As part of an ongoing partnership between the Oral History Center and the Getty Trust, we recently conducted an interview with a former member of the J. Paul Getty Trust Board of Trustees: Peter J. Taylor.
Peter J. Taylor is president of ECMC [Education Credit Management Corporation] Foundation, and served on the Board of Trustees for the Getty Trust from 2005 to 2017. Mr. Taylor grew up in Los Angeles, California, and attended University of California Los Angeles (UCLA) in the 1970s. He is a graduate of the Coro Fellowship Program and completed his master’s degree at Claremont Graduate School. Taylor then worked as legislative staff for California Assemblyman Mike Roos. He transitioned to finance and worked for the Lehman Brothers until the 2008 Recession. Taylor served as the CFO of the University of California from 2009 to 2014, and then joined ECMC Foundation in 2014. In addition to the Getty Trust, Taylor has served on the boards of the James Irvine Foundation, the UCLA Alumni Association, the Ralph M. Parsons Foundation, and has been a member of the California State University System Board of Trustees since 2015. He was previously Alumni Representative on the University of California Board of Regents, and was chair of the UCLA African American Admissions and Retention Task Force.
Taylor’s oral history interview offers insight into the management of the Getty Trust from the perspective of a trustee, as well as the challenges and successes of steering such a large arts organization. Taylor’s background in education and serving on the boards of other nonprofits bolstered his confidence in taking on the many challenges of the Getty Trust, though he admits he had little previous exposure to visual arts.
When Taylor joined the organization in 2005, the organization was facing an antiquities scandal, was the subject of an investigation by the California Attorney General, was struggling with internal management, and was receiving bad press from media outlets. The 2008 Recession also posed a problem for an arts institution that relied upon its endowment. With his background in finance, Taylor was an obvious choice for Chair of the Audit Committee, and helped lead the organization through the many difficult discussions about budget cuts and institutional priorities. Listen as Taylor recounts how the Recession impacted the Getty:
Taylor also points to the significant strides the Getty Trust has made in creating greater public impact through exhibitions that speak to the local community, education programs that bring more children to the museum, and providing more resources online – especially Getty images. In fact, he counts the move towards open content as one of the greatest achievements during his tenure as a trustee. Listen as Taylor discusses pushing for more open access resources at the Getty Trust:
Explore Peter J. Taylor’s oral history and learn more about the mission and history of the Getty Trust!
Sally Hibbard is the former chief registrar at the J. Paul Getty Museum. She grew up in San Diego, California, and studied art history at Occidental College in the 1960s and 1970s. Hibbard joined the Getty Museum in 1974 as the secretary to the curator of decorative arts, Gillian Wilson. She became the registrar at the Getty Museum in 1975, leading the Registrar’s Department until her retirement in 2014.
Sally Hibbard’s oral history interview opens a window into the early years at the J. Paul Getty Museum, the effect of Mr. Getty’s passing, and the various ways the organization has grown and changed over the years. Indeed, Hibbard was herself a changemaker at the Getty. She oversaw the development of the Registrar’s Department from a department of one to the backbone of the Getty Museum, with teams specializing in rights and reproductions, collections management, and exhibitions. She also directed the transition from paper to digital records for better management of the Getty’s collections and data.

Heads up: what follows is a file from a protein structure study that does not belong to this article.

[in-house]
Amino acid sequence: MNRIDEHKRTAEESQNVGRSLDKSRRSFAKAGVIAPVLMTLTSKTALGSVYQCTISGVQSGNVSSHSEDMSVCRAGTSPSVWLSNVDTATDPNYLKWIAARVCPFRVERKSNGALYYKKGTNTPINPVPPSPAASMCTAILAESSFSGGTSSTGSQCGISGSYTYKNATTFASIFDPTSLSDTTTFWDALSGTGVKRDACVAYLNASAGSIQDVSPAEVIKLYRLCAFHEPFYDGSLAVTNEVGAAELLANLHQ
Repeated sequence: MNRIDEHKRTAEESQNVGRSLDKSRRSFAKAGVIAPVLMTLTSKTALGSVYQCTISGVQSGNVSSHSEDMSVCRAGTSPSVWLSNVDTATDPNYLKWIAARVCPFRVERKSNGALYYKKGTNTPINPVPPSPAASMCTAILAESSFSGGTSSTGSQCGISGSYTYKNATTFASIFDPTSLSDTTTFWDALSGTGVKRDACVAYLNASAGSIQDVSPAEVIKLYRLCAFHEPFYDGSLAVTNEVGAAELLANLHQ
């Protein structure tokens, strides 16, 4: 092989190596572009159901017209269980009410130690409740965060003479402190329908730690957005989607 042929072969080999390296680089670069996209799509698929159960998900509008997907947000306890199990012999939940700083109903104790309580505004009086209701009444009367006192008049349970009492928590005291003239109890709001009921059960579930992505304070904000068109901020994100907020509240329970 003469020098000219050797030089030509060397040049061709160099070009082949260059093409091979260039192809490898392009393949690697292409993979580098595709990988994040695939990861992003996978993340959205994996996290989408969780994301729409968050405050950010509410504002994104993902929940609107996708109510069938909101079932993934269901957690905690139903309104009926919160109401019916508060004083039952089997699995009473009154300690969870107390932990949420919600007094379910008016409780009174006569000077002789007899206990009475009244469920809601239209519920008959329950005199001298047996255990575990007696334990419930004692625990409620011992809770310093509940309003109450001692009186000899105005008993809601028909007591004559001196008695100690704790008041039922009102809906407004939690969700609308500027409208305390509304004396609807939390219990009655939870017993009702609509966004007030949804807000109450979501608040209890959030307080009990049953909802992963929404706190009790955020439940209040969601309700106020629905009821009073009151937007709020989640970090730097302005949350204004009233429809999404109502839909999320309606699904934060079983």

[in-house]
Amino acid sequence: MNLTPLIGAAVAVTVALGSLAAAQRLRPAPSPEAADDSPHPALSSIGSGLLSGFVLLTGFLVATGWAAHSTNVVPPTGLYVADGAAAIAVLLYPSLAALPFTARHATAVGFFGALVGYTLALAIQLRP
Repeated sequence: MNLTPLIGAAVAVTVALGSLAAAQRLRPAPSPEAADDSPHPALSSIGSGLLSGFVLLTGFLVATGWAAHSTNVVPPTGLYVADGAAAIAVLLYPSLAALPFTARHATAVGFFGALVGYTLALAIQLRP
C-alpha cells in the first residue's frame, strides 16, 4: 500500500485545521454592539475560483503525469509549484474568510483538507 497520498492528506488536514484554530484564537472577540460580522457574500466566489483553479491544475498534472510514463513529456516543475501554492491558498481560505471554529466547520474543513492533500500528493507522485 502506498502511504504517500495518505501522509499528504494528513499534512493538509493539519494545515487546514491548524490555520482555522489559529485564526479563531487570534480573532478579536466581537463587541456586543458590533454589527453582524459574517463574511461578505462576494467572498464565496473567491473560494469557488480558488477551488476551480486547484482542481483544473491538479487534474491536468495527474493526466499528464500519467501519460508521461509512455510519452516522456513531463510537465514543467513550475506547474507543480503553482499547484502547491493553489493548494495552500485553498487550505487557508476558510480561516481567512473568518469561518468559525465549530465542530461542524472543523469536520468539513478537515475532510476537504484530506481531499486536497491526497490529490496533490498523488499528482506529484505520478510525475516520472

In her role as chief registrar, Hibbard led the monumental task of moving collections from the Getty Villa to the new Getty Center in Brentwood in the 1990s. This initiative took several years and much planning. Listen as Hibbard recounts the first of these moving days:
Given its locations in the Los Angeles area, the Getty’s sites routinely face natural disasters like earthquakes and wildfires. Hibbard participated in discussions about how best to protect collections in the face of these emergencies. Listen as Hibbard recalls emergency preparedness at the Getty:
Explore Sally Hibbard’s oral history and gain important insight into the history of the J. Paul Getty Museum!
Jeanne Rose is an herbalist, aromatherapist, distiller, and was the couturière to rock and roll bands like Jefferson Airplane in the late 1960s. Rose grew up in Antioch, California, and graduated from San José State University in the 1950s before attending University of Miami Marine Laboratory for graduate school. She started a couturière business called New Age Creations in Cloth, and her fashions became emblematic of the hippie movement in San Francisco. Rose has written over twenty books about herbal remedies and uses, including the 1972 Herbs and Things: A Compendium of Practical and Exotic Herb Lore. She also owned and operated New Age Creations, the first natural cosmetic company in the United States. She continues to teach and lecture about herbalism in the Bay Area.
In addition to sharing her rich and varied life experiences, Jeanne Rose’s oral history documents the physical and cultural changes in the San Francisco Bay Area over the last eighty years. Indeed, Rose’s influential fashions literally changed what people wore in 1960s San Francisco. Later, when Rose became interested in herbalism and aromatherapy, her written work and classes helped shape human interaction with the natural world in the Bay Area and far beyond.
Listen to Jeanne Rose share stories about fashion, herbalism, and 1960s rock and roll.